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I'm not much familiar with this topic, but nontheless I have a problem understanding the context. Following this link Second Isomorphism Theorem, they state that $HN/N$ is a group under left coset multiplication. They then define the map $\phi(h)=hN$ (a map from $H$ to $HN/N$) where $N$ is a normal subgroup of a larger group $G$ and $H$ is a subgroup of $G$. Furthermore they state $\phi$ is clearly a homomorphism. How is that? How do I understand the algebraic operation between these elements?

For instance, we would have to have $\phi(h\cdot h^{-1})=\phi(e)=N=\phi(h)\cdot \phi(h)^{-1}=hN\cdot (hN)^{-1}$. So as far as I undertand, the elements of $HN/N$ are the cosets of $HN$, right? How do you take the inverse of a coset?

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  • $\begingroup$ Yes, I see that, but why is $NN=N$? What is $NN$ even supposed to mean? $\endgroup$
    – Diger
    Commented Jun 1, 2023 at 11:55
  • $\begingroup$ Sorry, I just deleted my comment to write an answer :-) $NN=\{nm\mid n, m\in N\}$ and by taking $n=1$ we see that $N\leq NN$, while clearly $NN\leq N$ as $N$ is closed under multiplication. $\endgroup$
    – user1729
    Commented Jun 1, 2023 at 11:57
  • $\begingroup$ Isnt' $\varphi$ the restriction to H of the projection on the quotient? $\endgroup$ Commented Jun 1, 2023 at 11:58
  • $\begingroup$ @Diger $NN=\{nm | n\in N, m\in N\}$ $\endgroup$ Commented Jun 1, 2023 at 12:00
  • $\begingroup$ Is it just a definition, or does it follow from a specific operation? $\endgroup$
    – Diger
    Commented Jun 1, 2023 at 12:00

3 Answers 3

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I think the thing you are struggling with is the definition of the group operation on $HN/N$, or more generally on $G/N$. Here, multiplication is defined as: $$gNhN=ghN$$ which makes sense, as by normality of $N$ we have $gNhN=g(hNh^{-1})hN=ghNN=ghN$. Therefore, inverses are as follows: $$(gN)^{-1}=g^{-1}N$$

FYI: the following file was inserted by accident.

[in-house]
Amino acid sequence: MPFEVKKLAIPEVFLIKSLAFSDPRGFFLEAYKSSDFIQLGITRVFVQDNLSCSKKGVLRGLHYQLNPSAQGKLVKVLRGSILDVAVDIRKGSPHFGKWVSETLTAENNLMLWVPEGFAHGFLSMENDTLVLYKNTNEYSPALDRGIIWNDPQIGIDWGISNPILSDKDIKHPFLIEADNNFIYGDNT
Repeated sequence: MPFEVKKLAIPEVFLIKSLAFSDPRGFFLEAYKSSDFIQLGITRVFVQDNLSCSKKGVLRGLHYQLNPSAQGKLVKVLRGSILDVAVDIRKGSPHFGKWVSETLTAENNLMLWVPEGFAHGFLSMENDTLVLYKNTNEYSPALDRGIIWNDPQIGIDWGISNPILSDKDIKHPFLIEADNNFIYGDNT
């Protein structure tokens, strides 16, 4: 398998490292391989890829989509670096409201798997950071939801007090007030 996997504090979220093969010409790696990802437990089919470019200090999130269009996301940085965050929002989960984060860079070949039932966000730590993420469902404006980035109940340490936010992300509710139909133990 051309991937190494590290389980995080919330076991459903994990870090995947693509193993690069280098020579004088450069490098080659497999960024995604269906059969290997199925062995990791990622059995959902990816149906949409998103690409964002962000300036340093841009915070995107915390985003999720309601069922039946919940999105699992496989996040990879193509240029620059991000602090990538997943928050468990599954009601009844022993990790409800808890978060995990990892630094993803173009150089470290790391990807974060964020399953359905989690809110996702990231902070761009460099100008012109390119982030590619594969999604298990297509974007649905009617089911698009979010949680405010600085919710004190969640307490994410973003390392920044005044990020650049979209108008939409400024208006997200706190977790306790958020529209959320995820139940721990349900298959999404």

As the map you are considering is defined by $\phi(h)=hN$, we clearly have: $$\phi(g)\phi(h)=gNhN=ghN=\phi(gh)$$ as required for homomorphisms.

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  • $\begingroup$ So, just for completeness: I could think of $NN^{-1}=\{nm^{-1}|n,m\in N\}=\{nm|n,m\in N\}=N$, since $N$ is a group $m^{-1}\in N$ and when $m$ runs over all elements of $N$, so does $m^{-1}$. $\endgroup$
    – Diger
    Commented Jun 1, 2023 at 12:15
  • $\begingroup$ Yeah - $NN=N=N^{-1}N=NN^{-1}$ etc. $\endgroup$
    – user1729
    Commented Jun 1, 2023 at 12:23
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The "elements" in the quotient group are those cosets of $N$, and $N$ works as the unit element. Suppose you take some element $hN$, the inverse is also some coset, say $bN$, which satisfies

$$hNbN=N$$

Since $N$ is normal, namely $Nb=bN$, hence we have

$$hNbN=hbNN=hbN=N$$

This implies

$$hb\in N\Longrightarrow b\in h^{-1}N\Longrightarrow b=h^{-1}n_1,~~n_1\in N$$

so we get the inverse

$$(hN)^{-1}=bN=h^{-1}n_1N=h^{-1}N$$

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Consider a group $G$, $H$ subgroup of $G$ and $N$ a normal subgroup of $G$. The projection $p:G\to G/N$ defined letting $p(g)=gN$ for all $g\in G$ is well defined and it's a surjective group homomorphism. It's easy to prove that $p(H)=HN/N$, hence $\phi=(p_{|H})^{|HN/N}$ is a group homomorphism.

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